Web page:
Entries - Time Period: Modern Era (1968 - the Present) - Starting with B

Bruhin, Joseph Aloysius

Ceramic artist Joseph Aloysius Bruhin III of Fox (Stone County) was awarded the Arkansas Arts Council Fellowship in 1992 and has been the recipient and winner of numerous “best of show” awards. Nationally, Bruhin figures among two dozen potters who are recognized as specializing in wood-fired pottery. He is the first contemporary potter to work continuously with a wood-fired kiln in Arkansas. Joe Bruhin was born on April 7, 1953, in St. Louis, Missouri, to Virginia Bruhin and Joseph Aloysius Bruhin Jr., an electrician; he was one of four boys. At age fifteen, Bruhin was hitchhiking and backpacking to the western states of Colorado, California, and Washington. He graduated from high school in 1971 and spent some time exploring Florida …

Bryan, Leon L. “Doc”

Leon L. “Doc” Bryan was an influential figure in the Arkansas House of Representatives in the final third of the twentieth century. A Democrat, he served for almost thirty years, his tenure ending with his death in office. Leon L. Bryan was born on January 31, 1920, in Coal Hill (Johnson County) to Arthur Hershell Bryan and Gertrude Elnora Jennings Bryan. Bryan grew up in Coal Hill and attended the local schools, graduating from Coal Hill High School in 1939. An outstanding athlete, he was a member of Coal Hill High School’s state championship basketball team. After graduation, he attended what is now Arkansas Tech University in Russellville (Pope County), where he earned letters in both basketball and track before …

Bryant, John Winston

John Winston Bryant is an Arkansas politician and attorney who held an array of high-level offices in state government. Beginning as a legislative assistant on Capitol Hill in Washington DC and serving for two decades in statewide offices, Bryant was an influential figure in Arkansas politics over the last quarter of the twentieth century. Winston Bryant was born on October 3, 1938, in Malvern (Hot Spring County) to Johnie Bryant and Hestie Killian Bryant. He graduated from Ouachita Baptist University (OBU) in Arkadelphia (Clark County) in 1960. He then earned a law degree from the University of Arkansas School of Law in 1963, and he earned a Masters of Law in administrative law from George Washington University in 1970. Bryant …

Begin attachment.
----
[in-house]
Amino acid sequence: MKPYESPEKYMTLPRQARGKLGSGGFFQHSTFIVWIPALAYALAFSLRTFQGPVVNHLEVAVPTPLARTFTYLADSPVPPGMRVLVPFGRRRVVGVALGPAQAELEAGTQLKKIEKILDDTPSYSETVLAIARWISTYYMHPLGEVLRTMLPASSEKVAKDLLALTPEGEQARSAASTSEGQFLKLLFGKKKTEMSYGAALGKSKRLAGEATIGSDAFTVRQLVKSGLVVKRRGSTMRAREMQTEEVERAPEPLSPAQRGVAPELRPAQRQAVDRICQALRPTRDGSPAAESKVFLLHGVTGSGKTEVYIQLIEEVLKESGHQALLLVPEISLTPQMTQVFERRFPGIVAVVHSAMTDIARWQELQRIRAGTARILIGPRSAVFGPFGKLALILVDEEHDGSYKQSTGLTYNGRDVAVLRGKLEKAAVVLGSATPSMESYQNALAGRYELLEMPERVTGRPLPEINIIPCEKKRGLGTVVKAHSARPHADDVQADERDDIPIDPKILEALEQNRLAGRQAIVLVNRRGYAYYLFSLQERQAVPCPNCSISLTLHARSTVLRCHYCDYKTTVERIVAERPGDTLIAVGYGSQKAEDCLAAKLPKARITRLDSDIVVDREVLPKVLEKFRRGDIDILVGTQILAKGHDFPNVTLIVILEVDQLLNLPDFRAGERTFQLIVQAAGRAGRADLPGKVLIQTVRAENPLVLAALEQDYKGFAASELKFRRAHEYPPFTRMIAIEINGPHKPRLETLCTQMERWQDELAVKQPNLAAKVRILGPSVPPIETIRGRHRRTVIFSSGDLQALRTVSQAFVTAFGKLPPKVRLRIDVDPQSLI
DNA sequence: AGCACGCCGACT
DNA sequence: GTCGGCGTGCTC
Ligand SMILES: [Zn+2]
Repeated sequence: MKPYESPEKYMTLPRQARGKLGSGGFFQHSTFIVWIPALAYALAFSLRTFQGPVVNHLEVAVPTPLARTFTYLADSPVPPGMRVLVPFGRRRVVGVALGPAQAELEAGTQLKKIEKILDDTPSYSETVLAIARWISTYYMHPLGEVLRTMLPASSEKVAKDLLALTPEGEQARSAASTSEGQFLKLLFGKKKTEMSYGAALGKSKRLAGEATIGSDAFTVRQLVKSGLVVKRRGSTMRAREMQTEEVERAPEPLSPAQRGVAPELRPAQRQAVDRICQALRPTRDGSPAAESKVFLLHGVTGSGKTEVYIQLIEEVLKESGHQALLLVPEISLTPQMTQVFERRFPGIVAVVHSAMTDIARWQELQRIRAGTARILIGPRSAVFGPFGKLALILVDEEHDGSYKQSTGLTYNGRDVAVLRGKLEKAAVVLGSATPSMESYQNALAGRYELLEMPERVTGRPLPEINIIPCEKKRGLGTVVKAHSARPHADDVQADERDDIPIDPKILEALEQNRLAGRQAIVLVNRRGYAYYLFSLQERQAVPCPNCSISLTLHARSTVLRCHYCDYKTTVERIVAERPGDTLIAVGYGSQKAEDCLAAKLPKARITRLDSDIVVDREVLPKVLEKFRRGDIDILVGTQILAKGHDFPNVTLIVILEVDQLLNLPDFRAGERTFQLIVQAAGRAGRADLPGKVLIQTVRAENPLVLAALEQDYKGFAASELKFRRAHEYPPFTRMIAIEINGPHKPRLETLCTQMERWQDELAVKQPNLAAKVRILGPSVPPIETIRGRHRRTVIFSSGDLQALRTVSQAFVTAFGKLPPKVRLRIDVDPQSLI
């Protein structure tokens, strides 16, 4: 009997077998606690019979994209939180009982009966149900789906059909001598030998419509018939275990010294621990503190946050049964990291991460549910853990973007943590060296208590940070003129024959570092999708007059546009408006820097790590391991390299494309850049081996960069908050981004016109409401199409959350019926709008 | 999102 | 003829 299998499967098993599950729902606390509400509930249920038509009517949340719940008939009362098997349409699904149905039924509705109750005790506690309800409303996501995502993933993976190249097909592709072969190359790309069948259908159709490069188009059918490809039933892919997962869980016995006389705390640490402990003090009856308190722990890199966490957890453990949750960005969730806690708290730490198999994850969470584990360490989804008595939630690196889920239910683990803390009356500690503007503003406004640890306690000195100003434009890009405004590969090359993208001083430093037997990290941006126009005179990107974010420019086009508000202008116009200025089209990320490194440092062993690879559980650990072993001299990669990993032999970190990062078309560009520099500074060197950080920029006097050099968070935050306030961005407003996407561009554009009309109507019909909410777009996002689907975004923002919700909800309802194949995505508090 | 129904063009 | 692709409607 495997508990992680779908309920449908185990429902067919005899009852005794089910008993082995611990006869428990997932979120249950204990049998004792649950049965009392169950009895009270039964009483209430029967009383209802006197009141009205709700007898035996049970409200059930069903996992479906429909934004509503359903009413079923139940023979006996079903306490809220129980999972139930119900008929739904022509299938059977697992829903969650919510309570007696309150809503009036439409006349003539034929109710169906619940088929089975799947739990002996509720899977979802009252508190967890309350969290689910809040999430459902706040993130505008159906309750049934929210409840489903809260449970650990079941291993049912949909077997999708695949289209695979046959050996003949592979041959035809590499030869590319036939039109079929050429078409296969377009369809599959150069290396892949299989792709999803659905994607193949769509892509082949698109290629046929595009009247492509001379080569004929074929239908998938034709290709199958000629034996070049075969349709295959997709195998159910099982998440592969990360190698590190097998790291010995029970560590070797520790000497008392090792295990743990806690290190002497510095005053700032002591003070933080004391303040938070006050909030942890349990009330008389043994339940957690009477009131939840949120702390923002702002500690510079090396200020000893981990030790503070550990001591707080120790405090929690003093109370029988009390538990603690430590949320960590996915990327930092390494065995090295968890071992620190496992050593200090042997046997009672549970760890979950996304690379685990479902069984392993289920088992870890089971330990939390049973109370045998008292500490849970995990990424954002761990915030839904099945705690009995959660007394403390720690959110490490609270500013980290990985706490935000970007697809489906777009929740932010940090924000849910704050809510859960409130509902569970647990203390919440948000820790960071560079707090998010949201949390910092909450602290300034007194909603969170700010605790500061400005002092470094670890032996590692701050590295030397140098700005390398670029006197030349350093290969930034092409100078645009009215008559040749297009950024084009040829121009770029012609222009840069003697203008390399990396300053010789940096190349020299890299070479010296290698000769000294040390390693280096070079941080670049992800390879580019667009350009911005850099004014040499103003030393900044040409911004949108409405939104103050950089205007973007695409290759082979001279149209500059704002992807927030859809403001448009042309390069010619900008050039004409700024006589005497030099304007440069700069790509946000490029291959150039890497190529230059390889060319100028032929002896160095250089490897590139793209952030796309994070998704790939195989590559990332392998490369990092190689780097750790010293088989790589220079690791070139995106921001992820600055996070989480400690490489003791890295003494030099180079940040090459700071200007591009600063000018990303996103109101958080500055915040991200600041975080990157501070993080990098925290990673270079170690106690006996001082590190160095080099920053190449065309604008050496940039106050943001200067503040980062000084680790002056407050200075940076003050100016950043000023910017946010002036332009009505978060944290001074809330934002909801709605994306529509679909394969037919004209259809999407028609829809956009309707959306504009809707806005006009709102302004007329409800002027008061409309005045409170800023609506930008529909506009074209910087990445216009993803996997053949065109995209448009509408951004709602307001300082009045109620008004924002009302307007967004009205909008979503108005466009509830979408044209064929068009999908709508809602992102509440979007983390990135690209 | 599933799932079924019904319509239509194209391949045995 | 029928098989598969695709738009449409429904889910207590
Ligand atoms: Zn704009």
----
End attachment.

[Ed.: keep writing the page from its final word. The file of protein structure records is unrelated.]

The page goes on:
Buffalo National River

aka: Buffalo River
The Buffalo National River, which runs through Newton, Searcy, Marion, and Baxter counties, became the first national river in the United States on March 1, 1972. It is one of the few remaining free-flowing rivers in the lower forty-eight states. The Buffalo National River, administered by the National Park Service, encompasses 135 miles of the 150-mile long river. President Richard M. Nixon signed Public Law 92-237 to put the river under the protection of the National Park Service 100 years after the establishment of Yellowstone National Park, the first national park. The law begins, “That for the purposes of conserving and interpreting an area containing unique scenic and scientific features, and preserving as a free-flowing stream an important segment of …